In its final meeting, the Ad Hoc Committee on Urban Shield approved a report Wednesday containing recommendations for the replacement of Alameda County’s controversial Urban Shield program, which will be reviewed and voted on by the county’s board of supervisors Feb. 26.
The report included recommendations to eliminate “military-type” SWAT teams and competition from exercises, remove the “Urban Shield” label, ban the weapons expo/vendor show component and allocate $5 million of funding to the Health Care Services Agency and Social Services Agency to perform emergency preparedness training and exercises.
Stop Urban Shield, a coalition of grassroots community and social justice organizations, was created in 2013 to oppose Urban Shield, an Alameda County police training program that prepares first responders for critical situations. Stop Urban Shield spokesperson Mohamed Shehk said the recommendations reflect what the coalition believes in — that Urban Shield cannot be made “less violent” and “less racist.”
“All in all, the recommendations signal a decisive shift for how Alameda County should prepare for emergencies and disasters,” Shehk said. “It’s a shift away from the sheriff’s model of police militarization and a shift toward effective disaster preparedness that works with communities and not against them.”
Alameda County Sheriff’s Office, or ACSO, spokesperson Sgt. Ray Kelly said that previously, there were a few concerns about Urban Shield regarding community involvement and people of color. He added that the board should reach common ground to address these concerns and make sure the replacement program is inclusive toward everyone.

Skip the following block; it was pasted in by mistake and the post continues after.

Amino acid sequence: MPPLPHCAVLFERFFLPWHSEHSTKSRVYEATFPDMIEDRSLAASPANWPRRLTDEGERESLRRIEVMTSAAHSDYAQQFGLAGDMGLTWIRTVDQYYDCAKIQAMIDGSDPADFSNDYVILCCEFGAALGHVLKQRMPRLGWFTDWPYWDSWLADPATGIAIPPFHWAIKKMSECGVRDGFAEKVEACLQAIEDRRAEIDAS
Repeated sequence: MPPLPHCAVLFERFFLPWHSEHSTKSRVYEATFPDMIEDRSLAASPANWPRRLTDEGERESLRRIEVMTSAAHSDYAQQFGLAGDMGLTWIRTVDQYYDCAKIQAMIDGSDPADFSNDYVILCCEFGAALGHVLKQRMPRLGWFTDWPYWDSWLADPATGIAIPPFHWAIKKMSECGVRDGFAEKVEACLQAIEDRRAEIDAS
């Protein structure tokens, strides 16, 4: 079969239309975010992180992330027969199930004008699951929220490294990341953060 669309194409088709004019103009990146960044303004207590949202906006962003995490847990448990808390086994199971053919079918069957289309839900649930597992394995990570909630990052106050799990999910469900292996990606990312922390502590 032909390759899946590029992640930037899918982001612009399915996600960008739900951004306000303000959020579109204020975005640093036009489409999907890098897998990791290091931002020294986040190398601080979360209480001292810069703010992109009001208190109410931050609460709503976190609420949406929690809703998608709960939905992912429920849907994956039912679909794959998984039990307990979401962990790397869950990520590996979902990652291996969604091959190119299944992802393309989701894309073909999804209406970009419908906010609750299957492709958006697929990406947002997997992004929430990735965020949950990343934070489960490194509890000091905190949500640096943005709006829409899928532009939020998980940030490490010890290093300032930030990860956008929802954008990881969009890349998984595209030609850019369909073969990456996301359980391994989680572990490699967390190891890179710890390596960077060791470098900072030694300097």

Though ACSO did not have much of a problem with most of the recommendations, it found a few recommendations concerning, according to Kelly — including one advising that Urban Shield should not be hosted around Sept. 11, one suggesting the complete elimination of SWAT teams from training and one proposing the types of uniforms and equipment allowed for training. He added that ACSO felt that some of the mentioned recommendations were “overreaching.”
“We want members of the community to feel included in Urban Shield — we don’t want communities feeling that they are somehow being targeted by Urban Shield training,” Kelly said. “Our opponents have somehow made this program controversial, when all we were trying to do was to train for man-made natural disasters (and) terrorism events while trying to provide the best trainings to first responders to protect our community.”
Amber Piatt, a representative of the Public Health Justice Collective, said the organization is “very impressed” with the ad hoc committee’s process in approving the recommendations, which have a large cumulative impact, she added.
From a public health perspective, Piatt said, emergency preparedness should address how community members can withstand and recover from climate-based natural disasters.
“We need to return to a time that we had before — where we weren’t focused on militarization and, instead, really focused on preparing the most marginalized community members among us to be able to withstand and recover from disasters,” Piatt said.